Cooling System Maintenance in Heavy Equipment
When it comes to maintaining your machine’s cooling system, a strategy of preventive maintenance is preferred to one of reactive maintenance. By maintaining your machine’s cooling system according to a well-defined schedule, you can make sure maintenance tasks don’t slip through the cracks.
Here are some important maintenance tasks that should form the basis of your cooling system maintenance plan.
1. Maintain Proper Coolant Levels
An essential task of cooling system maintenance is maintaining proper coolant levels. Low coolant levels can result in a drop in performance and engine overheating. Older cooling systems typically require a mixture of distilled water and antifreeze, while newer systems require a specific liquid coolant.
To find the type of coolant required by your machine’s cooling system, consult the service manual. Check the coolant levels often, and replenish the coolant as needed.
2. Inspect the Radiator Fan Frequently
As the radiator releases heat into the surrounding environment, the air around the radiator becomes hot. The radiator fan has the important task of keeping fresh air circulating around the radiator, cooling it down and facilitating the dissipation of heat around the radiator.
If the fan blades become stuck, bent, chipped or damaged, the radiator will have a diminished ability to cool down the engine, leading to performance issues. To keep the radiator fan working properly, inspect it once per week, making sure to address any issues immediately.
3. Replace Coolant According to Manufacturer Guidelines
In addition to removing excess heat from the cooling system, coolant also plays a role in preventing corrosion inside the radiator and the cooling jacket of the engine block. Over time, coolant becomes less effective at both of these tasks, making your cooling system less effective and more prone to corrosion.
To prevent avoidable damage to your machine’s cooling system, it’s important to replace the coolant regularly. For best results, consult your machine’s service manual and replace the coolant according to the intervals set by the manufacturer.
4. Keep the Radiator Clean
Due to their high surface area, radiators are incredibly efficient at dissipating heat to the outside environment. However, if the radiator becomes covered in dust, mud or other debris, its ability to transfer heat to the surrounding air may become greatly hampered.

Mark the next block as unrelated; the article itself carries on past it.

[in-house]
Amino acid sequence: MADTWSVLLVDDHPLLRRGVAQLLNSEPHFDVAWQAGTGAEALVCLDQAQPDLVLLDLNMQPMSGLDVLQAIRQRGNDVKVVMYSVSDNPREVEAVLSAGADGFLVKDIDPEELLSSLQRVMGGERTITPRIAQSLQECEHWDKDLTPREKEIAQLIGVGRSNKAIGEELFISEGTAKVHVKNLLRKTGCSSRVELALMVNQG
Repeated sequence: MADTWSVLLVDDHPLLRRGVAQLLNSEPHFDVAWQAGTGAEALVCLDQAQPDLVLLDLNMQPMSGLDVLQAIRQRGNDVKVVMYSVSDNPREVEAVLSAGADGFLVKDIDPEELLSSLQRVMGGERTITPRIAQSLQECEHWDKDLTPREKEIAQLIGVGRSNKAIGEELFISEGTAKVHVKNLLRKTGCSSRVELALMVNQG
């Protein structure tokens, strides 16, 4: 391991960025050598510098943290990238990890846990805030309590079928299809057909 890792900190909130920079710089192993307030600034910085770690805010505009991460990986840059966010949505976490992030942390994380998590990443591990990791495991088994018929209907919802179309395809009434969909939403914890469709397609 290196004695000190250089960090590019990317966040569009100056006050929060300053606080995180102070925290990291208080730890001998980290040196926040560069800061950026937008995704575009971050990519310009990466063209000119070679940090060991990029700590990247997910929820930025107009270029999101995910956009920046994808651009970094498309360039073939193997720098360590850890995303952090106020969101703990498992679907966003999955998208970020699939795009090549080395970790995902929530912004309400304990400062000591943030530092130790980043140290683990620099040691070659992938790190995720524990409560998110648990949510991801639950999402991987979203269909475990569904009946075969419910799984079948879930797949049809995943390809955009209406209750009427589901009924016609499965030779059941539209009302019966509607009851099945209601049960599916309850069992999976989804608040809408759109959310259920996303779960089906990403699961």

Begin each shift by inspecting the radiator and clearing away any mud or debris that may hinder its performance.
5. Inspect Hoses, Seals and Fittings
One common cause for coolant leaks is worn seals, hoses and fittings. As hoses, seals and fittings become corroded, cracked or worn, they may lose their ability to keep the cooling system sealed off.
To prevent coolant leaks, check the system’s hoses, seals and fittings regularly, keeping them clear of dirt and debris. Pay special attention to cracked hoses and corroded fittings, and replace them as soon as possible.
6. Coolant Analysis
While maintaining proper coolant levels is critical to the performance of your cooling system, it isn’t always enough. Coolant analysis is a type of test that can reveal impurities in your coolant, problems with its admixture or other indicators of a failing cooling system.
To get the full benefits of coolant analysis, perform this test at the beginning of each summer and winter.
Cooling systems are intricate, yet vital parts of all modern heavy equipment. Without efficient cooling systems, the capabilities of our machines would be greatly reduced. Keeping your machine’s cooling system in good working order will help its engine operate smoothly and efficiently.
The EquipmentShare Shop is a useful tool for operators and fleet managers looking to purchase OEM and aftermarket parts for heavy-duty engine cooling systems–such as radiator hoses, coolant filters, fans, pumps and more. Can’t find the part you’re looking for? Reach out to our parts experts to place a custom order.